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NASA confirms Curiosity rover found evidence of ancient stream on Mars

  • gravel river mars.jpg

    The Link outcrop of rocks on Mars (left) with similar rocks seen on Earth (right). The image of Link, obtained by NASA's Curiosity rover, shows rounded gravel fragments, or clasts, up to a couple inches within the rock outcrop.NASA/JPL-Caltech/MSSS and PSI

  • marsstream12.jpg

    This image taken by the NASA rover Curiosity shows sediment at the bottom of an ancient streambed on Mars.AP/NASA

A new analysis of pebble-containing slabs investigated by NASA's Curiosity rover confirms a stream once ran through Gale Crater on Mars.

During a pit stop last year, Curiosity came upon hundreds of smooth, round pebbles that look strikingly similar to deposits in river banks on Earth.

'Most people are familiar with rounded river pebbles. Seeing something so familiar on another world is exciting.'

- Rebecca Williams of the Planetary Science Institute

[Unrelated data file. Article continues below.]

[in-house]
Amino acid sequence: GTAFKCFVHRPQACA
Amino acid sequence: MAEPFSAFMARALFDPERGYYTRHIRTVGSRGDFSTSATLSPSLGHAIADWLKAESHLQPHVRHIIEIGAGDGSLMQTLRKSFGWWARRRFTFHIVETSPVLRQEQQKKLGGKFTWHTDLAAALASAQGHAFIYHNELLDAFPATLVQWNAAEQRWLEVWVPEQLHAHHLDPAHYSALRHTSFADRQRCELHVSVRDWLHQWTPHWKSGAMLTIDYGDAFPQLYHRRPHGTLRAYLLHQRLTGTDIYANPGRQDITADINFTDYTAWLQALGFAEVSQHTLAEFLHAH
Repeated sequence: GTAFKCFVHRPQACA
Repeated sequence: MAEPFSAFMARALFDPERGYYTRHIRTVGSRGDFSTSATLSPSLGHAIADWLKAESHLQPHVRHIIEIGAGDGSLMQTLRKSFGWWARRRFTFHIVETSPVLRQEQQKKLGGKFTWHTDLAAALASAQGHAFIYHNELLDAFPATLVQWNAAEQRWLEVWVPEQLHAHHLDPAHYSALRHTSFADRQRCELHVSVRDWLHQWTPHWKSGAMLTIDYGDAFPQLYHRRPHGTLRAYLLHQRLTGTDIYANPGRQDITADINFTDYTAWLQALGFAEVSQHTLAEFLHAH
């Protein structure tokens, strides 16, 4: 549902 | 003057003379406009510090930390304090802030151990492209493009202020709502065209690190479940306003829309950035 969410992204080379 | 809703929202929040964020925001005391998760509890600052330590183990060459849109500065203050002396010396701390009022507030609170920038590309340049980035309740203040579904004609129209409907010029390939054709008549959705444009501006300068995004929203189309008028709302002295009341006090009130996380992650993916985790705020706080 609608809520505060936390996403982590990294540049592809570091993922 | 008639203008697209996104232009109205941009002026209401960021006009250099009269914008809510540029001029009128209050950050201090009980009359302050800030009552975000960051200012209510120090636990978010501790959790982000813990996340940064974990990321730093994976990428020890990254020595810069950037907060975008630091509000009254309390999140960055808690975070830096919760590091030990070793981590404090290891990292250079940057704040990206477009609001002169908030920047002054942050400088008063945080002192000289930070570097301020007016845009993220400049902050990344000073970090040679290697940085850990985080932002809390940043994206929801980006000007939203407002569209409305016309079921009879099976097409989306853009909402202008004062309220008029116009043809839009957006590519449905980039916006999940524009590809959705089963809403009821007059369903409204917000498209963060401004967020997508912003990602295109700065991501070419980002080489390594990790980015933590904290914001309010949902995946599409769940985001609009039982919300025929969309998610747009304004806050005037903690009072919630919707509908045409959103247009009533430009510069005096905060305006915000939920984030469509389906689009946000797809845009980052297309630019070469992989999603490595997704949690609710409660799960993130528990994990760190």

Scientists believe the rover rolled onto an ancient streambed, but needed to study the stones in more detail. So Curiosity snapped high-resolution pictures and fired its laser at several pebbles to analyze the chemical makeup.

Researchers say the roundness of the stones was shaped by a fast-flowing stream that probably was ankle to waist-deep. Curiosity landed in the crater near the equator last summer.

Rebecca Williams of the Planetary Science Institute, the lead author of the new report, said that researchers were able to determine the depth and speed of the water that once flowed at the site.

"These conglomerates look amazingly like streambed deposits on Earth," Williams said. "Most people are familiar with rounded river pebbles. Maybe you've picked up a smoothed, round rock to skip across the water. Seeing something so familiar on another world is exciting and also gratifying."

Sanjeev Gupta, a co-author of the report, said that analysis of the amount of rounding on the pebbles indicates that the stream was flowing at a sustained, vigorous speed.

"The rounding indicates sustained flow. It occurs as pebbles hit each other multiple times. This wasn't a one-off flow. It was sustained, certainly more than weeks or months, though we can't say exactly how long," Gupta said.

The stream carried the gravel at least a few miles, the researchers estimated.

The analysis appears in Friday's issue of the journal Science.

The Associated Press contributed to this report.